Magic and Originality

I’m about fifteen thousand words into Book 2 of Dioscuri, Prodigal and I’m getting excited about the deepening mystery and the characters’ development. This morning I got struck with a great plot twist that had me making a wicked smile. I’m proud of this one. It clears up an obvious hole/trap for the reader in Neophyte and adds a layer of depth to Prodigal that should cause our heroes quite a bit of trouble. Part of my pride is the originality of the twist.
Its one of the things I strive for and if I’m going to use a tried convention I try to make it work with a bold new angle. It’s on my mind today.
I’ve been reading Kristin Nelson’s blog and thinking about originality a lot. I know it’s there in Neophyte but how good of a job do I do of selling it? I’ve read a lot of fantasy in my years and I always see trends that either disturb or bore me. Many fantasy novels seem to use the Lord of the Rings as their template but they pick up on tropes that I’ve seen again and again: magic and elves leaving the world forever, a great city is besieged but manages to survive and good versus evil on a cosmic scale that changes the world forever.
When I conceived the world of Aegea I decided that conflict and change would be constant. My world is always in a state of political struggle but I don’t frame it in cosmological terms. I want Aegea to always be a world where magic and intrigue walk hand in hand. The balance of power will shift with war and conflict, but the magic will always be a part of it.
As for that plot twist, I guess you’ll just have to read for it.

2 thoughts on “Magic and Originality

  1. Anonymous says:

    Plots, twisting in the wind

    I like what you have to say about originality in fantasy. I agree that there is a common theme of the death of magic in fantasy writing. I wonder, though, if that theme is rooted in the very core of fantasy. Fantasy adventures take place in an age of knights and honor. It is a genre in which reactionary ideals make up the very fabric of the worlds upon which these adventures are woven. As a reader I long to live and experience the trials and labors of the Middle Ages with the characters. I am forced to temper that longing with the reality that computer blogs and cell phones have replaced troubadours and messengers. The later are part of an age long past, as is the promise of magic.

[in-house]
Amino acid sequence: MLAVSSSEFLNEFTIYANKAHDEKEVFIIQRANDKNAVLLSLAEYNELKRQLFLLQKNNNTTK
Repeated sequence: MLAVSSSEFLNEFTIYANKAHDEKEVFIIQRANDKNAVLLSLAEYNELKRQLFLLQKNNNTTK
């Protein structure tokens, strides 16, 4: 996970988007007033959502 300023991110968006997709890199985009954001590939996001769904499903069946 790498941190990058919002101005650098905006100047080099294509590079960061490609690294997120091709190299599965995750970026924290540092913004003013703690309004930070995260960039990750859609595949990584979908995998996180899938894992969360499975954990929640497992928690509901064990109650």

I look forward to reading your books to mix up the themes, the old classics, however, will always hold a special place in my heart.

  2. You have a great point. I snatch up every copy of Wizard of Earthsea I find and pass them out all the time.
    We can bend the canon of the classics a bit but those books earned their place.
    I take a lot of pleasure in working with smaller details, character stories that range smaller in scope. That comes from a similar longing in me: I hate watching the elves take ship and the last dragon die. I want a world where the magic is preserved. Maybe that’s part of the draw for a classic book as well. It preserves.

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